The Science and Safety of Recreational Marijuana

Note from AAHPO Member Meroujan Maljian, MD, a forensic psychiatrist working in the New Jersey prison system: “I see a lot of substance use disorders among the prison inmate population. I mostly agree with the following article [from Johns Hopkins University] that Cannabis products are substances of abuse which can often be harmful. They are potentially addictive and can lead to medical complications, drug interactions, and mental health problems. I also agree that more research and data are needed to understand how legalization of recreational Marijuana affects patterns of drug use and associated drug-related crime in the community. The article seems to suggest that depending on what that data and research shows that recreational Marijuana is something that people can decide whether or not to have as a society, but I disagree with that notion. As a physician who has seen the harmful effects of casual Cannabis use and how it is often a gateway drug leading to the use of more harmful drugs like Heroin and Cocaine, I personally can only support the use of medical Marijuana with medical supervision as a society for treating specific illnesses like terminal cancer where it was shown to help symptoms like pain and appetite.”

On July 1, Maryland joined 23 other states (including New Jersey, New York and Connecticut) permitting anyone 21 and older to buy and use cannabis for both recreational and medicinal purposes. But as more states make cannabis legal, what are policymakers and government agencies doing to ensure its safety? What does the latest research on cannabis indicate that can help the public make informed decisions?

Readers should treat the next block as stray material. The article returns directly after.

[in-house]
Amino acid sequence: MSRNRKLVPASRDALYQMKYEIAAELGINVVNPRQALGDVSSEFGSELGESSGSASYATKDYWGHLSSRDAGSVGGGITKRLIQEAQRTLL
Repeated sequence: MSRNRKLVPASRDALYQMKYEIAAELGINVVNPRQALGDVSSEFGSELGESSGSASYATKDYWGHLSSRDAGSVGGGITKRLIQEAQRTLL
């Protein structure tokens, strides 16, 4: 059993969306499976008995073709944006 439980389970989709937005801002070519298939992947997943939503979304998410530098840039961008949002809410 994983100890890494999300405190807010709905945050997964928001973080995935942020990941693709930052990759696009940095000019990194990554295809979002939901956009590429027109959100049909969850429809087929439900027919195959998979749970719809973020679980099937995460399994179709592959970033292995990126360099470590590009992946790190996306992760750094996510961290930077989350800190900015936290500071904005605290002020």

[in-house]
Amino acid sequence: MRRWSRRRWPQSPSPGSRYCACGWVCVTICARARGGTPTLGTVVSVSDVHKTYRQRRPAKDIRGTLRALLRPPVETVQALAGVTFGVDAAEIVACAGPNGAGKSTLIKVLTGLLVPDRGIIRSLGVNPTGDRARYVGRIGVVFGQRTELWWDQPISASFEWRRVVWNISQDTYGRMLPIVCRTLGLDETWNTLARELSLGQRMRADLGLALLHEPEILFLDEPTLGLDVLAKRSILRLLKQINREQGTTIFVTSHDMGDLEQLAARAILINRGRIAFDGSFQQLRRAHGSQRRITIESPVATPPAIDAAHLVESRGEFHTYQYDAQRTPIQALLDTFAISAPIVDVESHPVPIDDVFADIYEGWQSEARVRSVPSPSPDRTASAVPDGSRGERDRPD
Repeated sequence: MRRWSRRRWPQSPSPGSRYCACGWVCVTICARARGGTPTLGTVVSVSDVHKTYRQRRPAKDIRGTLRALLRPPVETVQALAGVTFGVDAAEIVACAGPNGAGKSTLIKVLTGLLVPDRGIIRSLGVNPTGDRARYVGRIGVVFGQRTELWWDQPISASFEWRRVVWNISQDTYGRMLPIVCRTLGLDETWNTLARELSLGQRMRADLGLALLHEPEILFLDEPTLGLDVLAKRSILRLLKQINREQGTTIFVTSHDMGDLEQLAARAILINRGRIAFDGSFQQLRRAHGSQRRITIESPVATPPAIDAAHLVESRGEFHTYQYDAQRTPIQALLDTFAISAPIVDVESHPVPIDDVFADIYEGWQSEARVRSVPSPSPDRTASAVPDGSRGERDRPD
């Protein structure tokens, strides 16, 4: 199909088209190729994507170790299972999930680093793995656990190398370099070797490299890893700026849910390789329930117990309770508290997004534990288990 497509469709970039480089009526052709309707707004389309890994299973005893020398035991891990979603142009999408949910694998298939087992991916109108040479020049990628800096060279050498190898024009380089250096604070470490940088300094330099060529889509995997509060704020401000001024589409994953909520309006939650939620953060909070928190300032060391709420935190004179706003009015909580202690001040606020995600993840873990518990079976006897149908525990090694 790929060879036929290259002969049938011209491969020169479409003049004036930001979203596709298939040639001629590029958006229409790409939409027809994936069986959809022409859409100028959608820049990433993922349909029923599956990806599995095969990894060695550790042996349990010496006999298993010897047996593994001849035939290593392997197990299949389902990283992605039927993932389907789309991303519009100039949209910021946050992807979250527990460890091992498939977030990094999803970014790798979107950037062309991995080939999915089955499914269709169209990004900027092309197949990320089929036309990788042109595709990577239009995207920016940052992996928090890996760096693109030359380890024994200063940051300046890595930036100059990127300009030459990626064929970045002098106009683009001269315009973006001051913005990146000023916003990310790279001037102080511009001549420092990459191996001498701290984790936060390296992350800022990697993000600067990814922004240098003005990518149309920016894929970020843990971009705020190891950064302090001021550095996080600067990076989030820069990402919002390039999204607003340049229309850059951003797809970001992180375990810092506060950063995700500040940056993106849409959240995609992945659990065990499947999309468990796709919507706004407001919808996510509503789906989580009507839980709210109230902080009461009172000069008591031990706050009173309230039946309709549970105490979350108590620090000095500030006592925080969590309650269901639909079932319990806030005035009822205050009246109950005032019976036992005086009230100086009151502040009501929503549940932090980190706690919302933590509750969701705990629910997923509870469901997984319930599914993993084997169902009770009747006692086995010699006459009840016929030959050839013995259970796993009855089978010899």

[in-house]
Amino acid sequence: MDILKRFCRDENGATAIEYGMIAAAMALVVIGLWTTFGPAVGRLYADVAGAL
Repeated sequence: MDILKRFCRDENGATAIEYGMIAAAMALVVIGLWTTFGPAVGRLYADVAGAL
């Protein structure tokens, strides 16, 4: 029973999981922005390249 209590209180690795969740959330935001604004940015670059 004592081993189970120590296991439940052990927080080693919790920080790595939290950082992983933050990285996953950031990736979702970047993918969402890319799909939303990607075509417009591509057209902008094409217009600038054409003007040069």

For answers, The Hub recently sat down with Ryan Vandrey, an experimental psychologist in the Department of Psychiatry and Behavioral Sciences at the Johns Hopkins School of Medicine, who works with an interdisciplinary team in the Cannabis Science Laboratory.

Q. As someone who spends day in and day out studying cannabis, what does the legalization mean to you?
A. People get harmed by drugs all the time, even prescription drugs, and cannabis is no exception. But if there wasn’t good reason to believe that some value would come from legalization, it wouldn’t have happened. On the benefits side, there’s been a clear demonstration that the long-lasting war on drugs has been largely ineffective and has marginalized subgroups of individuals. There’s also clear evidence that making cannabis illegal hasn’t stopped people from accessing it. This isn’t my area of expertise, but from a criminal justice perspective, it makes sense to try to establish quality control for this commodity and to pull manufacturing and revenue out of the hands of drug dealers and into the hands of responsible businesses.

But there’s always risk and some level of concern when you grant open access to the public of a substance that can produce intoxication and impairment. My biggest worry is with public education and the information about the risks and potential harms of using cannabis that might get lost in the excitement of legalization.

Q. What important research findings do you think are getting left out of the public conversation about cannabis?
A. [As a society,] we need an open dialogue and increased education about the risks and how to minimize the likelihood of harm for individual users. There just isn’t enough discussion currently. For example, research tells us that there are subgroups of people with certain health conditions who should not use products with high tetrahydrocannabinol (THC), the psychoactive component that produces the “high” in cannabis. These include individuals with a personal or family history of psychosis, who can end up in an acute psychotic state that lasts hours or days. Likewise, individuals with heart conditions or even asymptomatic cardiovascular disease can end up having a heart attack or heart failure, despite exhibiting no previous signs of trouble.


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